Complaints by conservative commentators that Treasurer Scott Morrison and Prime Minister Malcolm Turnbull have delivered a “Labor budget” show how low expectations are that any federal government in Australia will deliver a budget aiming to advance genuine social justice in this country.
The federal treasurer’s “solution” to the housing affordability crisis is to get state governments to relax restrictions on housing developers to increase supply.
Scott Morrison told the industry’s peak body, the Urban Development Institute, on October 24 that “housing in Australia, especially in Sydney, Melbourne and Brisbane, is expensive and increasingly unaffordable, but that does not mean it is overvalued.”
How can you have more affordable housing and keep prices up at the same time?
The answer is you can’t do both.
“More tax is not the answer.” This was an actual statement made by Treasurer Scott Morrison on August 24 in response to a proposal from the Western Australian Nationals for a mining tax on Rio Tinto and BHP Billiton.
Treasurer Scott Morrison's speech to a Bloomberg business breakfast in Sydney on August 25 echoed previous warnings by Prime Minister Malcolm Turnbull that Australians were heading for economic trouble if the new parliament fails to pass the government's "omnibus" budget package.
A 23 year-old Iranian asylum seeker has been savagely attacked on Nauru.
The young woman had been on day-release from the detention centre on May 16, visiting refugees in the community. She was expected back at 5pm so at 4.30pm she left the house she was visiting to catch the bus back to the detention centre.
She never arrived.
At about 8pm Nauruan police were seen wrapping the woman in a blanket and trying to place her in a police car. She had been found naked, distressed and disoriented.
When then-immigration minister Scott Morrison made a video in September last year callously informing refugees and asylum seekers on Nauru that they would never be allowed to settle in Australia, he hoped at least some would ask to be returned to their home country.
But the video failed spectacularly. Not a single refugee or asylum seeker asked to be returned. Instead, angered by the video, they started a series of protests, hunger strikes, attempted suicides and instances of self-harm.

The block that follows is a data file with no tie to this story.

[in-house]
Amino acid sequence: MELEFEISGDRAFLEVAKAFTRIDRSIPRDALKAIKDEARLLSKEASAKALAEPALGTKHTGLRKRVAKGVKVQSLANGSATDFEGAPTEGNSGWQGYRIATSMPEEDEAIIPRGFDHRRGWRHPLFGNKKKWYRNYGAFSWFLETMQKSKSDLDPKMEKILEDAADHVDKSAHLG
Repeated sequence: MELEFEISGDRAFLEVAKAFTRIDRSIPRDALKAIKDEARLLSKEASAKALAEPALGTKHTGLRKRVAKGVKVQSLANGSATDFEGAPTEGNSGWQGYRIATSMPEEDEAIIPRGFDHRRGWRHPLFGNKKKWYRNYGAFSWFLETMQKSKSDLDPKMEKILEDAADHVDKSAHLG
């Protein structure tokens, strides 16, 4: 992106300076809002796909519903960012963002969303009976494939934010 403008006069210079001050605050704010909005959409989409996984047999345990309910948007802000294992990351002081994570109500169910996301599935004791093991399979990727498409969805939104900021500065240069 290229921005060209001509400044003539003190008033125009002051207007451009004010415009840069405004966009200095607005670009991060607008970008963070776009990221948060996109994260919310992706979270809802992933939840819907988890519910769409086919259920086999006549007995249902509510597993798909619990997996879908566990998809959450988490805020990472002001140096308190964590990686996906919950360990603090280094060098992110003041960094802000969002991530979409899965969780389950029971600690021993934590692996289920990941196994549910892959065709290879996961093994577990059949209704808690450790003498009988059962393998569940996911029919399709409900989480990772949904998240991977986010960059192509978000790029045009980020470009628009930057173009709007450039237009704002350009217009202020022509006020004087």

The power to “play God” with the lives of asylum seekers was granted to Australia’s immigration minister by the passage of the most punitive refugee laws ever seen last December.
Former immigration minister Scott Morrison, who held refugee children to ransom to pressure recalcitrant senators to concede their votes, pushed through the laws.
Released June 20, 2014
The flawless music on Joelistics' second solo album is more than matched by the depth of his lyrics - an unflinching look at Australian reality. Green Left Weekly's Mat Ward went through the words with the rapper, who brings some much-needed grit to Australian hip-hop.
On "Say I'm Good" you rap:
I'm an oddball, on the wrong team
All my friends are out of step with the mainstream
And the nightmare is in full swing
Two important things were revealed when immigration minister Scott Morrison was finally forced to admit he had been wrong about most of the facts when one man was killed and at least 70 others were injured on Manus Island on February 16.
The first was that asylum seekers who rang and messaged advocates, supporters and friends in Australia in a panic over the outbreak of violence, saying that G4S security guards and angry locals were brutally attacking dozens of people, were telling the truth.
Well the fun just never stops, does it, when it comes to the Abbott government’s asylum seeker policies, or as they call it, “border protection”. Because when it comes to needing protection, fleeing war, torture and genocide is one thing, but won’t someone think of all the poor, downtrodden borders?
How many more times must our vulnerable borders be subject to assaults by desperate people using their international right under a convention Australia has signed to sail right over them in their boats without so much as a “Sorry Australian maritime borders! Didn’t see you there!”